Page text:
Market equilibrium In economics Economics () is a social science Social science is the Branches of science, branch of science devoted to the study of society, societies and the Social relation, relationships among individuals within those societies ...
occurs where quantity supplied equals quantity demanded, the intersection of the supply and demand curves in the figure above. At a price below equilibrium, there is a shortage of quantity supplied compared to quantity demanded. This is posited to bid the price up. At a price above equilibrium, there is a surplus of quantity supplied compared to quantity demanded. This pushes the price down. The
model In general, a model is an informative representation of an object, person or system. The term originally denoted the plans of a building in late 16th-century English, and derived via French and Italian ultimately from Latin ''modulus'', a measure. ...
of supply and demand predicts that for given supply and demand curves, price and quantity will stabilize at the price that makes quantity supplied equal to quantity demanded. Similarly, demand-and-supply theory predicts a new price-quantity combination from a shift in demand (as to the figure), or in supply. For a given quantity of a consumer good, the point on the demand curve indicates the value, or
marginal utility In economics Economics () is a social science Social science is the Branches of science, branch of science devoted to the study of society, societies and the Social relation, relationships among individuals within those societies. ...
, to consumers for that unit. It measures what the consumer would be prepared to pay for that unit. The corresponding point on the supply curve measures
marginal cost In economics Economics () is the social science that studies how people interact with value; in particular, the Production (economics), production, distribution (economics), distribution, and Consumption (economics), consumption of goods a ...

marginal cost
, the increase in total cost to the supplier for the corresponding unit of the good. The price in equilibrium is determined by supply and demand. In a perfectly competitive market, supply and demand equate marginal cost and marginal utility at equilibrium. On the supply side of the market, some factors of production are described as (relatively) ''variable'' in the
short runIn economics the long run is a theoretical concept in which all markets are in equilibrium, and all prices and quantities have fully adjusted and are in equilibrium. The long run contrasts with the short run, in which there are some constraints and ...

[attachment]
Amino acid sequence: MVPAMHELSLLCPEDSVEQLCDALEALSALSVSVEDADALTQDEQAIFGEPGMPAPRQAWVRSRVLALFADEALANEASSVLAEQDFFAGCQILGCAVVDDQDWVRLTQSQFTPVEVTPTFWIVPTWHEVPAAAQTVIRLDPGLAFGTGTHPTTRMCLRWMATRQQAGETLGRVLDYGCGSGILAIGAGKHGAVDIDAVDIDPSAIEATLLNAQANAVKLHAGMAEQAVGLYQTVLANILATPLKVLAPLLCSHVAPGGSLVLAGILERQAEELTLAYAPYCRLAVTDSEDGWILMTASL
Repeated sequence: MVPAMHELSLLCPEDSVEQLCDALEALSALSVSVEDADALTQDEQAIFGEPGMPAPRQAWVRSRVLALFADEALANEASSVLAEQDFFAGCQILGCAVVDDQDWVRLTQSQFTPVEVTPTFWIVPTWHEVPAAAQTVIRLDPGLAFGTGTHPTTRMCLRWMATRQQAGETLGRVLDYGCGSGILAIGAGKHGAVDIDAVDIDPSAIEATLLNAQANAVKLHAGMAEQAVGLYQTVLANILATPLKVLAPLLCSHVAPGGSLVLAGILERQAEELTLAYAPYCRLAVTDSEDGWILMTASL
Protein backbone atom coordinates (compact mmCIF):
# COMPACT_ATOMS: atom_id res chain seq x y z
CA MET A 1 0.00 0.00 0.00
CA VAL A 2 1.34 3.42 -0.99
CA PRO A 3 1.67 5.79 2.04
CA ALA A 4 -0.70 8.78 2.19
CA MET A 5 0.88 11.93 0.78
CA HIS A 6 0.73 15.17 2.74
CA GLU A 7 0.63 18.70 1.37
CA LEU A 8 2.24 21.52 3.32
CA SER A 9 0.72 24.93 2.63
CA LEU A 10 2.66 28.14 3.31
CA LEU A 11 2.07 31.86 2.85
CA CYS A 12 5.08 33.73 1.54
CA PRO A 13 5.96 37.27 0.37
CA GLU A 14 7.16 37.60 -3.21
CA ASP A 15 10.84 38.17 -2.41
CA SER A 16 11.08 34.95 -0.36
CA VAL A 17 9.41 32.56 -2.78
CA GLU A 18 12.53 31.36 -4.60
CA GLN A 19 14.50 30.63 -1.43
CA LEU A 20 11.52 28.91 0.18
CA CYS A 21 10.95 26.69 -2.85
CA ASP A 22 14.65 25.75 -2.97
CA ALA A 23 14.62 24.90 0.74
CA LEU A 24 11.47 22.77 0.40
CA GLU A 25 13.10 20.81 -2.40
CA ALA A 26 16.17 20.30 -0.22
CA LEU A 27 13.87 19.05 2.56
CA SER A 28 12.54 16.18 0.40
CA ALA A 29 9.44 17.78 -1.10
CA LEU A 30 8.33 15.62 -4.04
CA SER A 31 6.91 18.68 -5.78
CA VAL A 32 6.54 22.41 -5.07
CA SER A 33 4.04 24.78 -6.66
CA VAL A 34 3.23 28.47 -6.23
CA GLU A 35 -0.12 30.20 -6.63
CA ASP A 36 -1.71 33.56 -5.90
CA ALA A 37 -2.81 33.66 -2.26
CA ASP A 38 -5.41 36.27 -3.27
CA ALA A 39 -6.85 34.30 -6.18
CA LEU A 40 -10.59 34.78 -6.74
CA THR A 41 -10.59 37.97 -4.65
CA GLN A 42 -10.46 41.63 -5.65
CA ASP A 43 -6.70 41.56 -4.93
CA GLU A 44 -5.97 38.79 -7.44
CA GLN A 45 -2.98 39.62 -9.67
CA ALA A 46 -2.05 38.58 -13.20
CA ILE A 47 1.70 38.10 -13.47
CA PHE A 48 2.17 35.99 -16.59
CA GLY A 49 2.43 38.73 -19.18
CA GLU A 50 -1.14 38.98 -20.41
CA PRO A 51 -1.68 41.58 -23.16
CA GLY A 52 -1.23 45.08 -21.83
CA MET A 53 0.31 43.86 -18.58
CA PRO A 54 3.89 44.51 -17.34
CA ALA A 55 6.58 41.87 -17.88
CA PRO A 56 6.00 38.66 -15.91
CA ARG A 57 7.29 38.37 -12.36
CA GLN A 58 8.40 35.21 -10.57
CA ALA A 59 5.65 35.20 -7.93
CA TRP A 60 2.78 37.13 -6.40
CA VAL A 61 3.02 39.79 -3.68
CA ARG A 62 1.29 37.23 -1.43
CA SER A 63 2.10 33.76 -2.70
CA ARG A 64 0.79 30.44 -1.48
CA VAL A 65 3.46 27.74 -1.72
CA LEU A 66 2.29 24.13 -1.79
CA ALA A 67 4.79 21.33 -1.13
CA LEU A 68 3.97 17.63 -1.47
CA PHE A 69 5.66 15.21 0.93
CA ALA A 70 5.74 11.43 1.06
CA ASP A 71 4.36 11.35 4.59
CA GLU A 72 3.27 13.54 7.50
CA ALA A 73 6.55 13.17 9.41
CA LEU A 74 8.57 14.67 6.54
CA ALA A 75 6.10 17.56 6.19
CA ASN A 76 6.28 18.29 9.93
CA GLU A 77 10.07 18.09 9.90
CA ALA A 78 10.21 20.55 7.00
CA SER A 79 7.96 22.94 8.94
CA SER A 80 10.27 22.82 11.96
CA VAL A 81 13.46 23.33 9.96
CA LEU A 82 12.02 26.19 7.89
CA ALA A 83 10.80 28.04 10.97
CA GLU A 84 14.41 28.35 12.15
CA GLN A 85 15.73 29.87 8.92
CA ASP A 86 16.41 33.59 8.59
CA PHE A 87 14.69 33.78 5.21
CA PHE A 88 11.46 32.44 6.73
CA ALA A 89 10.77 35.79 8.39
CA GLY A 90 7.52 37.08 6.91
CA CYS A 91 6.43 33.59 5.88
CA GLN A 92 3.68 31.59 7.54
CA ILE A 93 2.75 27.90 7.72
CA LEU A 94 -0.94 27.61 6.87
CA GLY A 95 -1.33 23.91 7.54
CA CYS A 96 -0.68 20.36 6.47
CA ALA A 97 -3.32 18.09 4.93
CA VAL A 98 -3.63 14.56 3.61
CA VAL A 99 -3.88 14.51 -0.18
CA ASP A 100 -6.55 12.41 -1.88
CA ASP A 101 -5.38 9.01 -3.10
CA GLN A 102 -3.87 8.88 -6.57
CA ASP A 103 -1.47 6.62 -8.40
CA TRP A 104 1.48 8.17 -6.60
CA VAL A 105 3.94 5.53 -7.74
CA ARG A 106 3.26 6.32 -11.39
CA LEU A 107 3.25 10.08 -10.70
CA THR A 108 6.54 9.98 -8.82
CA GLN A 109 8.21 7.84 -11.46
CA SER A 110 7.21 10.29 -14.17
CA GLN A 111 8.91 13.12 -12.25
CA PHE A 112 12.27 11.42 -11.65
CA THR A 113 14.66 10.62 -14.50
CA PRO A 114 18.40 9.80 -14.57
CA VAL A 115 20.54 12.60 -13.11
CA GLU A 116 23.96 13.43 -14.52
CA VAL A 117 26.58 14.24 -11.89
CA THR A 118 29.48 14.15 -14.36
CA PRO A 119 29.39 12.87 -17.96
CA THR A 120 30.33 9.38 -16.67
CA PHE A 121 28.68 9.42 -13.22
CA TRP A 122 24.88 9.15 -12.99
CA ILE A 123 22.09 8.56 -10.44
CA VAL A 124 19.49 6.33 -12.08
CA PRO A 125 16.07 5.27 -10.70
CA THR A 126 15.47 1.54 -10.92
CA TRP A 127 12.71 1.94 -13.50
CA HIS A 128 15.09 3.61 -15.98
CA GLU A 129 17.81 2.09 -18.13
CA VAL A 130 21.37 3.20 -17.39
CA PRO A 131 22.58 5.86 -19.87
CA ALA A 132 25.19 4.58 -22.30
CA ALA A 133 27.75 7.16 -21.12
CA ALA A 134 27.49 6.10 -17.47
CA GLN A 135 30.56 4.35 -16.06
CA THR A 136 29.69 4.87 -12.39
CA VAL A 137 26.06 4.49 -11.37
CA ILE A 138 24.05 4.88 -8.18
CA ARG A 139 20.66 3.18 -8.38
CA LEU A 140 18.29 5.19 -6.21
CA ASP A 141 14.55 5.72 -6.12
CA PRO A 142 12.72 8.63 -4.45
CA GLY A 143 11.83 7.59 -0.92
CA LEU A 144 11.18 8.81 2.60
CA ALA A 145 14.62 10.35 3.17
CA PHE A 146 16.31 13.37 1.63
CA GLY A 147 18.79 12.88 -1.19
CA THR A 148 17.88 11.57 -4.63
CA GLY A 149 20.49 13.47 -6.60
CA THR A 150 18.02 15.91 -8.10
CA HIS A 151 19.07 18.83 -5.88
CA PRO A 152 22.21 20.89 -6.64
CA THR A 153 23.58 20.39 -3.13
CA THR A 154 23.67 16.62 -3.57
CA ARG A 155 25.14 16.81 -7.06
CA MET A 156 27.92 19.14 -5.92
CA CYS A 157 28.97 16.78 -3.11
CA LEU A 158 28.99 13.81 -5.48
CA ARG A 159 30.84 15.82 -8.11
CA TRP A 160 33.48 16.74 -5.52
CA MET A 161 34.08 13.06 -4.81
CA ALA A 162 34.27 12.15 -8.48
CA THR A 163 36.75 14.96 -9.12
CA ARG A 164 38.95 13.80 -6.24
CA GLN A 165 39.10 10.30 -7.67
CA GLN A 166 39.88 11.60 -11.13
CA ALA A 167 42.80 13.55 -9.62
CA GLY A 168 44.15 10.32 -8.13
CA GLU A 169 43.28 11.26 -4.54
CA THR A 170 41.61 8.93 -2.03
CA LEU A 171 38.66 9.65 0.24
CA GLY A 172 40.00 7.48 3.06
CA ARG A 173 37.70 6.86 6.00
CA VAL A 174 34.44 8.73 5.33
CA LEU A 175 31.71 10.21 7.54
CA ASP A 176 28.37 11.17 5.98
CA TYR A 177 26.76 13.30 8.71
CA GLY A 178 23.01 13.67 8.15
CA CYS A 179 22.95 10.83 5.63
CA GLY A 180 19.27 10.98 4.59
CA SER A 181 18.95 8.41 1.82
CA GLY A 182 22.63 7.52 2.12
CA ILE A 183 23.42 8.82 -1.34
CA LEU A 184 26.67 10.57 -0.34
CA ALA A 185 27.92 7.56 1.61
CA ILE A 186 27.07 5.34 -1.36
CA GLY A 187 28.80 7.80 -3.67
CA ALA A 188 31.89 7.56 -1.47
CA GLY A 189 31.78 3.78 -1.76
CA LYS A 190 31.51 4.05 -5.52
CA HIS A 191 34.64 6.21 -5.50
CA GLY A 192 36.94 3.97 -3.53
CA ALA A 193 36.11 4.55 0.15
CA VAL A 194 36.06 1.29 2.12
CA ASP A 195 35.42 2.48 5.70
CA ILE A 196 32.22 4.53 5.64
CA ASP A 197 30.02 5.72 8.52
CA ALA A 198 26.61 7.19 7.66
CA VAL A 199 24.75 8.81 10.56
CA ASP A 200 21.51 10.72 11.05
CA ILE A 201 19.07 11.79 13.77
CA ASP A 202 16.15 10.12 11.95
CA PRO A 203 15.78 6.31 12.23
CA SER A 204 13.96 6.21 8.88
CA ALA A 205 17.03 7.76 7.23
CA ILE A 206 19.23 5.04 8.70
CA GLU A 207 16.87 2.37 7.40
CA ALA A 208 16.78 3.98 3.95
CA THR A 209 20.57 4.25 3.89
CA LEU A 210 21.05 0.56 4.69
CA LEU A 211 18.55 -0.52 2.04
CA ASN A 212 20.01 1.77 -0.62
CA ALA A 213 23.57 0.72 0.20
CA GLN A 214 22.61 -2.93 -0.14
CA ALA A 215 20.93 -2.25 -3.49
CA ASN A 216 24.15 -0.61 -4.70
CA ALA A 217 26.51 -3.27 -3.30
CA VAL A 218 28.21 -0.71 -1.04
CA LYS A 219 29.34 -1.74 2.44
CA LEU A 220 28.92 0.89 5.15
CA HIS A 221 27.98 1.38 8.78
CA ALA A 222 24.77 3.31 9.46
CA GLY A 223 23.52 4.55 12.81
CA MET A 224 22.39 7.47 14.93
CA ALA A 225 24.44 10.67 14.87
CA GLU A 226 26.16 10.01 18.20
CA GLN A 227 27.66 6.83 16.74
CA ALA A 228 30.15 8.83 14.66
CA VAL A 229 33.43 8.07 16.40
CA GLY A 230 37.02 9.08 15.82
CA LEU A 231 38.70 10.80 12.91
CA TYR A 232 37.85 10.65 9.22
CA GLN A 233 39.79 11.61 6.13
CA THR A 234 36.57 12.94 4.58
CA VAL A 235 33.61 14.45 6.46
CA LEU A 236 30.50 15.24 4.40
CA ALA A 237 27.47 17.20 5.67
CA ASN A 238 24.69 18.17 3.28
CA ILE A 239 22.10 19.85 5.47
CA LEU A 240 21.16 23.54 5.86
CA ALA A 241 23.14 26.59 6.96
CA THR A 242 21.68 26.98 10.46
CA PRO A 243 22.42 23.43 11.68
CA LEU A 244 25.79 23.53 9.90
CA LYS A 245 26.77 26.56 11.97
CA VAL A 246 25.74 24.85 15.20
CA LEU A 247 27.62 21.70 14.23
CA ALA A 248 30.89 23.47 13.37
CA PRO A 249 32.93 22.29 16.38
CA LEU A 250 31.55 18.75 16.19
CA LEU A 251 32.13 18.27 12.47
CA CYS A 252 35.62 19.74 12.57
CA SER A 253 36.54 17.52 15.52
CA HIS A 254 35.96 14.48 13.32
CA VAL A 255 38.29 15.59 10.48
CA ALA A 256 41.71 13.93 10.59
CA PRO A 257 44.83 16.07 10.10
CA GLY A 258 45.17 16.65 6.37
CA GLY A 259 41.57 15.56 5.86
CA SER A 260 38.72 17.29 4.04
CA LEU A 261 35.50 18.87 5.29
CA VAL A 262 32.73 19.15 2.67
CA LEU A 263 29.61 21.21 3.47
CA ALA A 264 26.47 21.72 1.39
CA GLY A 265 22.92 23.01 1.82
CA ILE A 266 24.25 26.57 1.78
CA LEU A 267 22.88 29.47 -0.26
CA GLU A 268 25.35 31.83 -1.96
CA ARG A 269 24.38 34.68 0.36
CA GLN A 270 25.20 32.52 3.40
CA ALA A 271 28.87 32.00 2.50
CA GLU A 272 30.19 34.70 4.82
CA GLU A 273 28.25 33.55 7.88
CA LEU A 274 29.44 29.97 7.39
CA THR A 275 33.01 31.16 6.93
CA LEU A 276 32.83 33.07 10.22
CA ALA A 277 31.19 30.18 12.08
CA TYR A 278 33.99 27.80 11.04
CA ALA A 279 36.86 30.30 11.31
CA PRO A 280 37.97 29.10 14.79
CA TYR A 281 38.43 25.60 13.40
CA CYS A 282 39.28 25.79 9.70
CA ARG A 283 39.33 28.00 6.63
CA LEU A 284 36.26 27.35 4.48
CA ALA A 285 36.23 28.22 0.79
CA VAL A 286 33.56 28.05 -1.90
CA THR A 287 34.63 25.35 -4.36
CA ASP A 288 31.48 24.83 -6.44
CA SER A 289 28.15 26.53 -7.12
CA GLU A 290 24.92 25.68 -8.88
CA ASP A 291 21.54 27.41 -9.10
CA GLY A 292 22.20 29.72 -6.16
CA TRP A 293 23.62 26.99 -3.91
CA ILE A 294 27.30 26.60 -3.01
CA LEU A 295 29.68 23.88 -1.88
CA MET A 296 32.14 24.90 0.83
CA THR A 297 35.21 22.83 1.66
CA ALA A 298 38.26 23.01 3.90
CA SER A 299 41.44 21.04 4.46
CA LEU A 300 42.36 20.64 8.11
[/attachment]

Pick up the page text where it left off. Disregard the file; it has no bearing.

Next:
, which affects the cost of changing output levels. Their usage rates can be changed easily, such as electrical power, raw-material inputs, and over-time and temp work. Other inputs are relatively ''fixed'', such as plant and equipment and key personnel. In the
long runIn economics the long run is a theoretical concept in which all markets are in economic equilibrium, equilibrium, and all prices and quantities have fully adjusted and are in equilibrium. The long run contrasts with the short run, in which there are ...
, all inputs may be adjusted by
management Management (or managing) is the administration of an organization An organization, or organisation (Commonwealth English The use of the English language English is a West Germanic languages, West Germanic language first spok ...

management
. These distinctions translate to differences in the
elasticity Elasticity often refers to: *Elasticity (physics), continuum mechanics of bodies that deform reversibly under stress Elasticity may also refer to: Information technology * Elasticity (data store), the flexibility of the data model and the clu ...

elasticity
(responsiveness) of the supply curve in the short and long runs and corresponding differences in the price-quantity change from a shift on the supply or demand side of the market. Marginalist theory, such as above, describes the consumers as attempting to reach most-preferred positions, subject to
income In microeconomics Microeconomics is a branch of mainstream economics Mainstream economics is the body of knowledge, theories, and models of economics, as taught by universities worldwide, that are generally accepted by economists as a bas ...
and